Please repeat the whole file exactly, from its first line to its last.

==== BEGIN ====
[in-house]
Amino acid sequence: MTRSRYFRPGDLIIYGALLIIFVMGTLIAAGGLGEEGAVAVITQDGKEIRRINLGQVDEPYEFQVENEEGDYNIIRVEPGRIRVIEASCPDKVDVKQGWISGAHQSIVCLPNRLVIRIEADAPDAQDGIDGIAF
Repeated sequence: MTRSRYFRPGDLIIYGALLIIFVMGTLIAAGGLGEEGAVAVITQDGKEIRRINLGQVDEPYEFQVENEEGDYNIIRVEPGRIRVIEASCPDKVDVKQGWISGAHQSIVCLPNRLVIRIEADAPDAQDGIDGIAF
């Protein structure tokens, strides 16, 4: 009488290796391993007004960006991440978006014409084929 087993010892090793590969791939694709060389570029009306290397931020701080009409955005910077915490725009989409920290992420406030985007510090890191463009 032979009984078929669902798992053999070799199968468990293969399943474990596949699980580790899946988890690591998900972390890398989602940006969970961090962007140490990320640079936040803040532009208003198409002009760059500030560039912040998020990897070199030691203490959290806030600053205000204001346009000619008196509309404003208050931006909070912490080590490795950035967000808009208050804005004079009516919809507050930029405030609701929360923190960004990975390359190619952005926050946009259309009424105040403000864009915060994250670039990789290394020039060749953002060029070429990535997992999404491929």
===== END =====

[in-house]
Amino acid sequence: MTRSRYFRPGDLIIYGALLIIFVMGTLIAAGGLGEEGAVAVITQDGKEIRRINLGQVDEPYEFQVENEEGDYNIIRVEPGRIRVIEASCPDKVDVKQGWISGAHQSIVCLPNRLVIRIEADAPDAQDGIDGIAF
Repeated sequence: MTRSRYFRPGDLIIYGALLIIFVMGTLIAAGGLGEEGAVAVITQDGKEIRRINLGQVDEPYEFQVENEEGDYNIIRVEPGRIRVIEASCPDKVDVKQGWISGAHQSIVCLPNRLVIRIEADAPDAQDGIDGIAF
């Protein structure tokens, strides 16, 4: 009488290796391993007004960006991440978006014409084929 087993010892090793590969791939694709060389570029009306290397931020701080009409955005910077915490725009989409920290992420406030985007510090890191463009 032979009984078929669902798992053999070799199968468990293969399943474990596949699980580790899946988890690591998900972390890398989602940006969970961090962007140490990320640079936040803040532009208003198409002009760059500030560039912040998020990897070199030691203490959290806030600053205000204001346009000619008196509309404003208050931006909070912490080590490795950035967000808009208050804005004079009516919809507050930029405030609701929360923190960004990975390359190619952005926050946009259309009424105040403000864009915060994250670039990789290394020039060749953002060029070429990535997992999404491929």